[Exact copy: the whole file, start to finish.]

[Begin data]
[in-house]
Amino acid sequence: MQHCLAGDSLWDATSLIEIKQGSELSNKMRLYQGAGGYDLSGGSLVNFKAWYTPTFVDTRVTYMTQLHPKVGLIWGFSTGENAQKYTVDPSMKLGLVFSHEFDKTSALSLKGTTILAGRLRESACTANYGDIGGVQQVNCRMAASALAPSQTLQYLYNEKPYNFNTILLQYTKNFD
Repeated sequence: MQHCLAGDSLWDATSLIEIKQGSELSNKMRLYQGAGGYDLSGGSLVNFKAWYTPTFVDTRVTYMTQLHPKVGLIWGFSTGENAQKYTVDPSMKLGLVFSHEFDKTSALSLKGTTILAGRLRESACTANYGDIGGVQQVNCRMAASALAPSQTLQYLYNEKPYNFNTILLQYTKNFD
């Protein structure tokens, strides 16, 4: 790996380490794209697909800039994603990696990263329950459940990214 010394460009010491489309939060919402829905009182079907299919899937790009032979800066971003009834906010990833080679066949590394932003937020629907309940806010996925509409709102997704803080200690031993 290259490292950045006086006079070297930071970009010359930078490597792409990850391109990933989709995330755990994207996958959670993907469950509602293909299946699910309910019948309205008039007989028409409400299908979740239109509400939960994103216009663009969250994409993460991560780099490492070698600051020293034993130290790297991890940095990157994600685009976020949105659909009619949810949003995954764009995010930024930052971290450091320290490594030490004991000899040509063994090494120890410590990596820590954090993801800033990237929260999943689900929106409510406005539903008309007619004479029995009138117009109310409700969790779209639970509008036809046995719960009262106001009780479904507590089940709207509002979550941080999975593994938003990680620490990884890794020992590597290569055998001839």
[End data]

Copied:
[in-house]
Amino acid sequence: MQHCLAGDSLWDATSLIEIKQGSELSNKMRLYQGAGGYDLSGGSLVNFKAWYTPTFVDTRVTYMTQLHPKVGLIWGFSTGENAQKYTVDPSMKLGLVFSHEFDKTSALSLKGTTILAGRLRESACTANYGDIGGVQQVNCRMAASALAPSQTLQYLYNEKPYNFNTILLQYTKNFD
Repeated sequence: MQHCLAGDSLWDATSLIEIKQGSELSNKMRLYQGAGGYDLSGGSLVNFKAWYTPTFVDTRVTYMTQLHPKVGLIWGFSTGENAQKYTVDPSMKLGLVFSHEFDKTSALSLKGTTILAGRLRESACTANYGDIGGVQQVNCRMAASALAPSQTLQYLYNEKPYNFNTILLQYTKNFD
């Protein structure tokens, strides 16, 4: 790996380490794209697909800039994603990696990263329950459940990214 010394460009010491489309939060919402829905009182079907299919899937790009032979800066971003009834906010990833080679066949590394932003937020629907309940806010996925509409709102997704803080200690031993 290259490292950045006086006079070297930071970009010359930078490597792409990850391109990933989709995330755990994207996958959670993907469950509602293909299946699910309910019948309205008039007989028409409400299908979740239109509400939960994103216009663009969250994409993460991560780099490492070698600051020293034993130290790297991890940095990157994600685009976020949105659909009619949810949003995954764009995010930024930052971290450091320290490594030490004991000899040509063994090494120890410590990596820590954090993801800033990237929260999943689900929106409510406005539903008309007619004479029995009138117009109310409700969790779209639970509008036809046995719960009262106001009780479904507590089940709207509002979550941080999975593994938003990680620490990884890794020992590597290569055998001839």